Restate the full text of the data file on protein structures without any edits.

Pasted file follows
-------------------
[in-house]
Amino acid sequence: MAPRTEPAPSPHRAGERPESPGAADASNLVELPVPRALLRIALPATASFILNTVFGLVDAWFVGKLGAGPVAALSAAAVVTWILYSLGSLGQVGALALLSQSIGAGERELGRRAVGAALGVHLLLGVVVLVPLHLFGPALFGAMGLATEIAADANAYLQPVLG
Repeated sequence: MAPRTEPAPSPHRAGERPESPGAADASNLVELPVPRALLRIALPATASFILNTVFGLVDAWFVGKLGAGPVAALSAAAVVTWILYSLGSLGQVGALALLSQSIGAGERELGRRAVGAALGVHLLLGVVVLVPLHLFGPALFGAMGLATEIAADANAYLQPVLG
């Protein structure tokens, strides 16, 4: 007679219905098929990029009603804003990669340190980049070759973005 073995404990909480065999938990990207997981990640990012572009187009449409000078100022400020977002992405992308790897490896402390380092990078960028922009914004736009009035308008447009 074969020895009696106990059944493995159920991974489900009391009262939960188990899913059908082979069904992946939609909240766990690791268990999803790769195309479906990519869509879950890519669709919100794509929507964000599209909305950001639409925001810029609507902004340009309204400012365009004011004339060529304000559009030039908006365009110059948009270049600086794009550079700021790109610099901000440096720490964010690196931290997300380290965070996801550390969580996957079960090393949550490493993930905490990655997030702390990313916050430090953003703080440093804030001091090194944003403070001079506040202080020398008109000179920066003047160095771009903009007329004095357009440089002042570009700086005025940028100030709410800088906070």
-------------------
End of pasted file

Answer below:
[in-house]
Amino acid sequence: MAPRTEPAPSPHRAGERPESPGAADASNLVELPVPRALLRIALPATASFILNTVFGLVDAWFVGKLGAGPVAALSAAAVVTWILYSLGSLGQVGALALLSQSIGAGERELGRRAVGAALGVHLLLGVVVLVPLHLFGPALFGAMGLATEIAADANAYLQPVLG
Repeated sequence: MAPRTEPAPSPHRAGERPESPGAADASNLVELPVPRALLRIALPATASFILNTVFGLVDAWFVGKLGAGPVAALSAAAVVTWILYSLGSLGQVGALALLSQSIGAGERELGRRAVGAALGVHLLLGVVVLVPLHLFGPALFGAMGLATEIAADANAYLQPVLG
């Protein structure tokens, strides 16, 4: 007679219905098929990029009603804003990669340190980049070759973005 073995404990909480065999938990990207997981990640990012572009187009449409000078100022400020977002992405992308790897490896402390380092990078960028922009914004736009009035308008447009 074969020895009696106990059944493995159920991974489900009391009262939960188990899913059908082979069904992946939609909240766990690791268990999803790769195309479906990519869509879950890519669709919100794509929507964000599209909305950001639409925001810029609507902004340009309204400012365009004011004339060529304000559009030039908006365009110059948009270049600086794009550079700021790109610099901000440096720490964010690196931290997300380290965070996801550390969580996957079960090393949550490493993930905490990655997030702390990313916050430090953003703080440093804030001091090194944003403070001079506040202080020398008109000179920066003047160095771009903009007329004095357009440089002042570009700086005025940028100030709410800088906070």